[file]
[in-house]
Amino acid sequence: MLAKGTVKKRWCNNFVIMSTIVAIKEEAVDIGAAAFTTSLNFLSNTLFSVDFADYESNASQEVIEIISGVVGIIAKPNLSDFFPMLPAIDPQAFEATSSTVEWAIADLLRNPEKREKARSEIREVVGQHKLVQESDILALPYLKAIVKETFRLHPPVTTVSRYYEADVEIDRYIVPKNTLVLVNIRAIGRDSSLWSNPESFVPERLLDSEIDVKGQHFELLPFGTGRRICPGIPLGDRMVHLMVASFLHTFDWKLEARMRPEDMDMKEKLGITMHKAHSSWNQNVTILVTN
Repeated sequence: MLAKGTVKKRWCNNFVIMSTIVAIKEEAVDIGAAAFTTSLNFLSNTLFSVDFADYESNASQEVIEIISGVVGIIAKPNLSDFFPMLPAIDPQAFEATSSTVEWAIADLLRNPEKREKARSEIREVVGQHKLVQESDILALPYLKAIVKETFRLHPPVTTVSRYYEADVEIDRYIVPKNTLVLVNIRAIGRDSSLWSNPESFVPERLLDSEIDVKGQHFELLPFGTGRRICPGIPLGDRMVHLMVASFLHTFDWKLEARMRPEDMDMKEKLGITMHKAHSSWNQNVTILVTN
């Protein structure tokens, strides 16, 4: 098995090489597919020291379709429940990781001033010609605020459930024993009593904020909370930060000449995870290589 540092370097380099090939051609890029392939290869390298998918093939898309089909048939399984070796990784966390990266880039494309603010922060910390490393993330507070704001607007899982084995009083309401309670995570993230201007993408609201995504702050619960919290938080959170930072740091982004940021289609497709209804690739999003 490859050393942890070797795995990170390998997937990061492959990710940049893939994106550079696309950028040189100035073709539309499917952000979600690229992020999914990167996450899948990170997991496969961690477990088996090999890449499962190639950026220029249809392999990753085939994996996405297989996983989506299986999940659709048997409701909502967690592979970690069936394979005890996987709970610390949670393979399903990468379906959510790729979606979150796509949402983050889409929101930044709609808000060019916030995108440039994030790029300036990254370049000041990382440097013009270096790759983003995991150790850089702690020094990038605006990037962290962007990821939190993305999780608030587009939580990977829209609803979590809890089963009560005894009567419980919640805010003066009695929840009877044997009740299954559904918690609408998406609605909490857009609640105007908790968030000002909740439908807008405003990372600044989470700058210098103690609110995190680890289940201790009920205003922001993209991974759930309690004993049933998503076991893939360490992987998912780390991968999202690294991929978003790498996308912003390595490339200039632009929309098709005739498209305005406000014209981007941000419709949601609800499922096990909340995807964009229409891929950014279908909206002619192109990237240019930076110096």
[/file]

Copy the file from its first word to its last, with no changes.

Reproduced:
[in-house]
Amino acid sequence: MLAKGTVKKRWCNNFVIMSTIVAIKEEAVDIGAAAFTTSLNFLSNTLFSVDFADYESNASQEVIEIISGVVGIIAKPNLSDFFPMLPAIDPQAFEATSSTVEWAIADLLRNPEKREKARSEIREVVGQHKLVQESDILALPYLKAIVKETFRLHPPVTTVSRYYEADVEIDRYIVPKNTLVLVNIRAIGRDSSLWSNPESFVPERLLDSEIDVKGQHFELLPFGTGRRICPGIPLGDRMVHLMVASFLHTFDWKLEARMRPEDMDMKEKLGITMHKAHSSWNQNVTILVTN
Repeated sequence: MLAKGTVKKRWCNNFVIMSTIVAIKEEAVDIGAAAFTTSLNFLSNTLFSVDFADYESNASQEVIEIISGVVGIIAKPNLSDFFPMLPAIDPQAFEATSSTVEWAIADLLRNPEKREKARSEIREVVGQHKLVQESDILALPYLKAIVKETFRLHPPVTTVSRYYEADVEIDRYIVPKNTLVLVNIRAIGRDSSLWSNPESFVPERLLDSEIDVKGQHFELLPFGTGRRICPGIPLGDRMVHLMVASFLHTFDWKLEARMRPEDMDMKEKLGITMHKAHSSWNQNVTILVTN
């Protein structure tokens, strides 16, 4: 098995090489597919020291379709429940990781001033010609605020459930024993009593904020909370930060000449995870290589 540092370097380099090939051609890029392939290869390298998918093939898309089909048939399984070796990784966390990266880039494309603010922060910390490393993330507070704001607007899982084995009083309401309670995570993230201007993408609201995504702050619960919290938080959170930072740091982004940021289609497709209804690739999003 490859050393942890070797795995990170390998997937990061492959990710940049893939994106550079696309950028040189100035073709539309499917952000979600690229992020999914990167996450899948990170997991496969961690477990088996090999890449499962190639950026220029249809392999990753085939994996996405297989996983989506299986999940659709048997409701909502967690592979970690069936394979005890996987709970610390949670393979399903990468379906959510790729979606979150796509949402983050889409929101930044709609808000060019916030995108440039994030790029300036990254370049000041990382440097013009270096790759983003995991150790850089702690020094990038605006990037962290962007990821939190993305999780608030587009939580990977829209609803979590809890089963009560005894009567419980919640805010003066009695929840009877044997009740299954559904918690609408998406609605909490857009609640105007908790968030000002909740439908807008405003990372600044989470700058210098103690609110995190680890289940201790009920205003922001993209991974759930309690004993049933998503076991893939360490992987998912780390991968999202690294991929978003790498996308912003390595490339200039632009929309098709005739498209305005406000014209981007941000419709949601609800499922096990909340995807964009229409891929950014279908909206002619192109990237240019930076110096």